BBC removal of Lily Cade from transphobic article "isn't enough"

The BBC cut Cade from the article alleging some cis lesbians have been pressured into sex by Trans women following Cade's calls for violence, but still have not removed the article.

Still of Lily Cade in interview
Image: YouTube

The infamous anti-Trans article by the BBC, published Tuesday, October 26, has now been amended to remove contributions from Lily Cade, self-described “artist of sex”, after she wrote and published five blog posts calling for violence against Trans women.

Cade has been accused by several women of sexual abuse over a number of years and is openly transphobic, and up until now, deemed a credible source by the BBC.

PinkNews reports that Caroline Lowbridge, the author of We’re being pressured into sex by some trans women, was aware of the sexual assault allegations against Cade prior to publication.

Despite this prior knowledge, Lowbridge and the BBC decided to use Cade as a source anyway and also did not see fit to include any mention of these allegations in the anti-Trans piece. These are just two in a series of dubious choices regarding this article, which the BBC are still defending as “an important piece of journalism”.

An addendum has been added to the original digital publication, which reads:

“We have updated this article, published last week, to remove a contribution from one individual in light of comments she has published on blog posts in recent days, which we have been able to verify.

“We acknowledge that an admission of inappropriate behaviour by the same contributor should have been included in the original article.” made a very generous interpretation of Lowbridge’s article, saying, “The piece, published last week, questioned whether a lesbian is ‘transphobic if she does not want to have sex with trans women.'”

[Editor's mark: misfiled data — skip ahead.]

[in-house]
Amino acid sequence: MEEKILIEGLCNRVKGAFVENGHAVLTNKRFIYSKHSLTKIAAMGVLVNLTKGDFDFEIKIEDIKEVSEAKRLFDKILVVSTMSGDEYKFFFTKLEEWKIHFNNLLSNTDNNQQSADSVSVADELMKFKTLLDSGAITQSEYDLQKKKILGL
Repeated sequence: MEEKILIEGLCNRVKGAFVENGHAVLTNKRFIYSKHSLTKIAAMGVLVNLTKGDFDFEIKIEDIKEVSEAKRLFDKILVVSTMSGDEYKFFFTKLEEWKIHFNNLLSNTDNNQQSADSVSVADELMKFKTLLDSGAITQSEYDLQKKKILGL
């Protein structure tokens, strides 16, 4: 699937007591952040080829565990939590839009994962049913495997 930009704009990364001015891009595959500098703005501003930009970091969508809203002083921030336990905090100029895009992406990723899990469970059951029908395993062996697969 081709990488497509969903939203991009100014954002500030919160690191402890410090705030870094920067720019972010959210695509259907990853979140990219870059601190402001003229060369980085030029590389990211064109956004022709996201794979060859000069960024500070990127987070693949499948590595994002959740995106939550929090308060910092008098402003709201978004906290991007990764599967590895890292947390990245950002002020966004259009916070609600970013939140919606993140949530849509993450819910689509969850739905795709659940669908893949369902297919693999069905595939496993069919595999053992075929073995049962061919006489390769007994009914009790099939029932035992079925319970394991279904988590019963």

As pointed out by an open letter of complaint to the BBC with over 20,000 signatures, the article “dangerously frames” lesbians being pressured into sex “as a widespread issue” when the reality is that this is “a matter of incredibly rare, isolated experiences”.

Trans Activism UK are the voices behind that open letter, and they have responded to this latest move by the BBC, removing Lily Cade from the article, saying “The BBC quietly removing Lily Cade isn’t enough.”

“While the BBC have removed the quotes and statements by Lily Cade from the article, they did not mention Lily Cade by name in the retraction, or the nature of her genocidal transphobic manifesto in the days following the BBC’s article, the nature of the sexual assault allegations against her by cisgender lesbians, how they undermine the core point of the original article (that sexual assaults of cis lesbians are specifically being done by Trans women as an overall societal group), or that Caroline Lowbridge was well aware of those allegations prior to the publishing of the article and chose to bury that information, as alleged by Chelsea Poe.”

The statement goes on to say: “By choosing to remove all mention of Lily Cade, rather than contextualise her as a cisgender lesbian accused of the same crimes levied in the piece against Trans women, the BBC is again choosing to bury the rebuttal argument that anyone from any background can be an abuser, and that to paint this as a Trans woman specific issue is painting a minority group with a single brush stroke… This is not sufficient as a correction, or apology.

“The BBC needs to own up to the fact they have published something deeply dangerous, platformed dangerous individuals, and should not be allowed to quietly sweep this under the rug.”

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